It’s always a pleasure to go to the Kaspersky Labs annual Analyst Summit, as I did recently. Besides good peer networking, in a convivial atmosphere, the content is always rich with information about the malware landscape and the efforts to confront it. This year was no exception.
While many of my fellow analysts have concentrated on the revelations about the newly discovered exploit called "The Mask" (from the Spanish word "Careto" found in the code), it was another point I found most fascinating -- and dangerous. I’ll get back to "The Mask" in a moment, but first a look at the disturbing trend in malware.
Thirty years ago, hackers were lone wolves who exercised their exploits as a way to improve their prestige among their peers. Later, as they got older, small groups of hackers came together to feed off of and complement each other as a way of creating more sophisticated malware. This trend probably crested with the release of the Stuxnet virus, which, it’s claimed, had dozens of hands involved in its writing and may have cost over a million dollars to develop.
It was also the first exploit which was definitely attributed to a nation-state. But, according to Kaspersky’s Costin Raiu (Director of Kaspersky Lab's Global Research & Analysis Team – GreAT) we’ve now come full circle, though with a twist. In talking about an exploit called "IceFog," Raiu noted it as an example of attacks by small groups of cyber-mercenaries who conduct small hit-and-run attacks. In other words, Hackers for Hire.
These small packs (mostly less than 10 people) have a library of tools that can be combined to target specific files at specific sites. They’ll extract these files (as few as two have been noted) then withdraw from the site. It’s a new form of industrial espionage using malware exploits that have been built up over the years and are available now to anyone willing to pay the price to engage the hacking team. (Hacker1337 is just one example.)
If you are in a competitive industry, and your competition has more money than ethics, this should have you worried. Since the overwhelming number of attacks so far uncovered began with phishing attacks, stopping those should be your first line of defense. (See my blog entry, “No Phishing Allowed” for some hints.)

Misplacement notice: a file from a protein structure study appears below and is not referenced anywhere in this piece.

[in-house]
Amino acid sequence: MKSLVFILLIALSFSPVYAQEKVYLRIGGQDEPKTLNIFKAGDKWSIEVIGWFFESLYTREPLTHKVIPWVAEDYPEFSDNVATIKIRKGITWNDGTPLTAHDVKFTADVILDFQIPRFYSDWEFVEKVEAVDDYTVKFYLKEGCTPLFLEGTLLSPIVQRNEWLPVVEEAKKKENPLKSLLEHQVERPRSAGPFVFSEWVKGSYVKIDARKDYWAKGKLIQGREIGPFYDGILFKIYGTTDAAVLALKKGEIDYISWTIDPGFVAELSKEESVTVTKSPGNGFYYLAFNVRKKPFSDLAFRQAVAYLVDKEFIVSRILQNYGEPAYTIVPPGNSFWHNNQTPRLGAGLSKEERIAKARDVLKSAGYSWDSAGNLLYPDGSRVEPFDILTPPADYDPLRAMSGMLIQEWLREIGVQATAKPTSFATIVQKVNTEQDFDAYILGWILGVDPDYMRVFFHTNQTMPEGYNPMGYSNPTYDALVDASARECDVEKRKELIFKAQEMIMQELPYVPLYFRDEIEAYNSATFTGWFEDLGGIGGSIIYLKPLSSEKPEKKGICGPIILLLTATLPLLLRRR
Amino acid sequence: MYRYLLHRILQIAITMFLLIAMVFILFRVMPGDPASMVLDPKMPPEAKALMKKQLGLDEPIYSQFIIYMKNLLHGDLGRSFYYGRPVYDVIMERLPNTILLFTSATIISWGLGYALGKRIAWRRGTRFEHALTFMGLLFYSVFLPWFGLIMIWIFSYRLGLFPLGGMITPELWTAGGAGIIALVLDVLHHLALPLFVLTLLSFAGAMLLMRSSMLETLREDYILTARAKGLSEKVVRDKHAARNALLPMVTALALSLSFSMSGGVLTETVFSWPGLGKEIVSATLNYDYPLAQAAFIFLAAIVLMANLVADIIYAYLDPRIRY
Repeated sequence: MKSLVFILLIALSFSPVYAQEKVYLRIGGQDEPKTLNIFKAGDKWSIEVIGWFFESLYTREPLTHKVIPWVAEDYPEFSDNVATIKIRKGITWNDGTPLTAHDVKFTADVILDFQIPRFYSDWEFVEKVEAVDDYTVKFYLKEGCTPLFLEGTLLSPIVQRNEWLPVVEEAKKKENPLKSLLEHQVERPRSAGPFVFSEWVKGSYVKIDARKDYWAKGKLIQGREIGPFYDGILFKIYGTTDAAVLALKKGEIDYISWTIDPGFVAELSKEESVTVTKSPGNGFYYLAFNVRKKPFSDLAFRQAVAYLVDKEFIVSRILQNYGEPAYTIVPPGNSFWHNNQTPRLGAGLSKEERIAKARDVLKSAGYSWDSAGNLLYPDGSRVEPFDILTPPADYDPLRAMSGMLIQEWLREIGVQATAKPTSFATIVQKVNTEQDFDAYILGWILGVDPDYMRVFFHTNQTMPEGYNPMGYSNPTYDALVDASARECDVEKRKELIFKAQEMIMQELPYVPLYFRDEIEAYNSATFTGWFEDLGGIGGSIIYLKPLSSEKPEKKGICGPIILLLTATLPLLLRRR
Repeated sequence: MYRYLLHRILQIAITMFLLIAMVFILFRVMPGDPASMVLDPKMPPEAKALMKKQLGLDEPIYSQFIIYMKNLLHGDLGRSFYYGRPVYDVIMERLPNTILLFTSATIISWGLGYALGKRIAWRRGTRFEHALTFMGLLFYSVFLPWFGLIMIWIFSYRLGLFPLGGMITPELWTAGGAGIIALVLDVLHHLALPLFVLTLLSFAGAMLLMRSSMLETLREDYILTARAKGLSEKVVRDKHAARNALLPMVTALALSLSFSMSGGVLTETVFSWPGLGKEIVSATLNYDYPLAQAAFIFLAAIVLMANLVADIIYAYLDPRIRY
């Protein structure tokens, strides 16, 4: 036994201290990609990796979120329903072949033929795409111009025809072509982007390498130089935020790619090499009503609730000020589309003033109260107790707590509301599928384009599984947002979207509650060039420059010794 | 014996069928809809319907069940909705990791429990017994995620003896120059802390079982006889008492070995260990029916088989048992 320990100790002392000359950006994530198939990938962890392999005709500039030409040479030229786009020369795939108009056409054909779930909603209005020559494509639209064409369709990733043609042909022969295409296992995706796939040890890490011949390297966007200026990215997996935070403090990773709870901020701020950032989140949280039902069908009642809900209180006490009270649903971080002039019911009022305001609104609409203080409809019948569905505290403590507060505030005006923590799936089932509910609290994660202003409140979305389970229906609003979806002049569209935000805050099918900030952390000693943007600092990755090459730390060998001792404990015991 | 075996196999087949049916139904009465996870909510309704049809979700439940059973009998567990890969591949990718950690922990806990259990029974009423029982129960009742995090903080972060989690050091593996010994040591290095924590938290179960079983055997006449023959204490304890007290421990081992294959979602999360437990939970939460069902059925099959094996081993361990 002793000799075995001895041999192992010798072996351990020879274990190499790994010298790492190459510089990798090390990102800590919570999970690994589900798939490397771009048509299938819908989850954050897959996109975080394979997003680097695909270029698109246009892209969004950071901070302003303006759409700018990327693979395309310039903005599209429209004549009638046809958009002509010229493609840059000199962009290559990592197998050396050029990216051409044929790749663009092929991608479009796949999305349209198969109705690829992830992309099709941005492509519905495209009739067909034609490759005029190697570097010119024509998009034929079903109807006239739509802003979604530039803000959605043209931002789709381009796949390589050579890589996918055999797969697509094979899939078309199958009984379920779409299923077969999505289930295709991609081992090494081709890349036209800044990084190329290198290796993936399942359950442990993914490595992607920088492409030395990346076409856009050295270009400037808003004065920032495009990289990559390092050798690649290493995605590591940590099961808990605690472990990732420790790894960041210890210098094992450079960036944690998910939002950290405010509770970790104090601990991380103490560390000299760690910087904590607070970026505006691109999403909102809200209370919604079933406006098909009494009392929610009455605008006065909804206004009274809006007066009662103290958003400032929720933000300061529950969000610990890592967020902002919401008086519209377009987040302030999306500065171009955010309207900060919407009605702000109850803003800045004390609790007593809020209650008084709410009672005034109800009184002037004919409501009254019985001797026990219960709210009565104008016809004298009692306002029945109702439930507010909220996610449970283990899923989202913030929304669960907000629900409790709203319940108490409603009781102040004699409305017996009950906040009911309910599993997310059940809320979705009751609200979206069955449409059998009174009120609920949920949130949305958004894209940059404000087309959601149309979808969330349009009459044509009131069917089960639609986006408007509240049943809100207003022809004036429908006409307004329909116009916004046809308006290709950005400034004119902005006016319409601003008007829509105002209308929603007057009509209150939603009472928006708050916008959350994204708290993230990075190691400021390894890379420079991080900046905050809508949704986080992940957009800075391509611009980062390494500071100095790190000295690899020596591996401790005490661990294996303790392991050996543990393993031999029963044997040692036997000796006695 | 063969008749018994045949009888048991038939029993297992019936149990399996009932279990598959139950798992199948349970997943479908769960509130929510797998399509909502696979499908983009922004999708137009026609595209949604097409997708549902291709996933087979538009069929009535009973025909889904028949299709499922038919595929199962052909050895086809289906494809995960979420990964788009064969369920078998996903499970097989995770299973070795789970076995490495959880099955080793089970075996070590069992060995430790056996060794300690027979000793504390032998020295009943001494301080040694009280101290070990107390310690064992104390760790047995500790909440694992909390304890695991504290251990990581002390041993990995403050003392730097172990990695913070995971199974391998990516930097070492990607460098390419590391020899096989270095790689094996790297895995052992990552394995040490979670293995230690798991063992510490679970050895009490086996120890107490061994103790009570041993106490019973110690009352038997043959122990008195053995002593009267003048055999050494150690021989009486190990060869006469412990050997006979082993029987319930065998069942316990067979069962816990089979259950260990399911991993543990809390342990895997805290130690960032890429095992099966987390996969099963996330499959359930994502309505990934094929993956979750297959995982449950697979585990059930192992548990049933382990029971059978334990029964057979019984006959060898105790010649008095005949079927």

Beneath "The Mask”
The recently uncovered hack “The Mask” has some interesting aspects not reported on in most of the stories I’ve seen. First, internal evidence leads Kaspersky’s experts to believe it was built by Spanish-speaking hackers -- a major change from the east Asian and eastern European groups who have been most prominent in malware circles. It is noted, though, that the Spanish may be a red herring, injected on purpose to deflect forensic experts from tracking down the source.
The second interesting point is that The Mask targets earlier, unpatched, versions of Kaspersky’s anti-malware tools as a hiding place, which proved rather galling to Raiu and his team! The third notable point, to me, is the sophistication of The Mask. As Costin noted, “this includes an extremely sophisticated malware, a rootkit, a bootkit, Mac OS X and Linux versions and possibly versions for Android and iOS (iPad/iPhone).”
The primary targets are government institutions; diplomatic offices and embassies; energy, oil, and gas companies; research organizations; and activists. This would indicate a state-sponsored attack, perhaps by a Spanish-speaking country, or perhaps a less-than-fully-democratic one heavily involved in energy production (based on the targets). If your organization isn’t involved in the target activities you should be safe. Of course, originally Stuxnet was targeted at Iranian nuclear facilities, but has since spread to hundreds of organizations in dozens of countries. So you should be aware of The Mask, just as you should be aware of all current malware. Stay vigilant, my friends.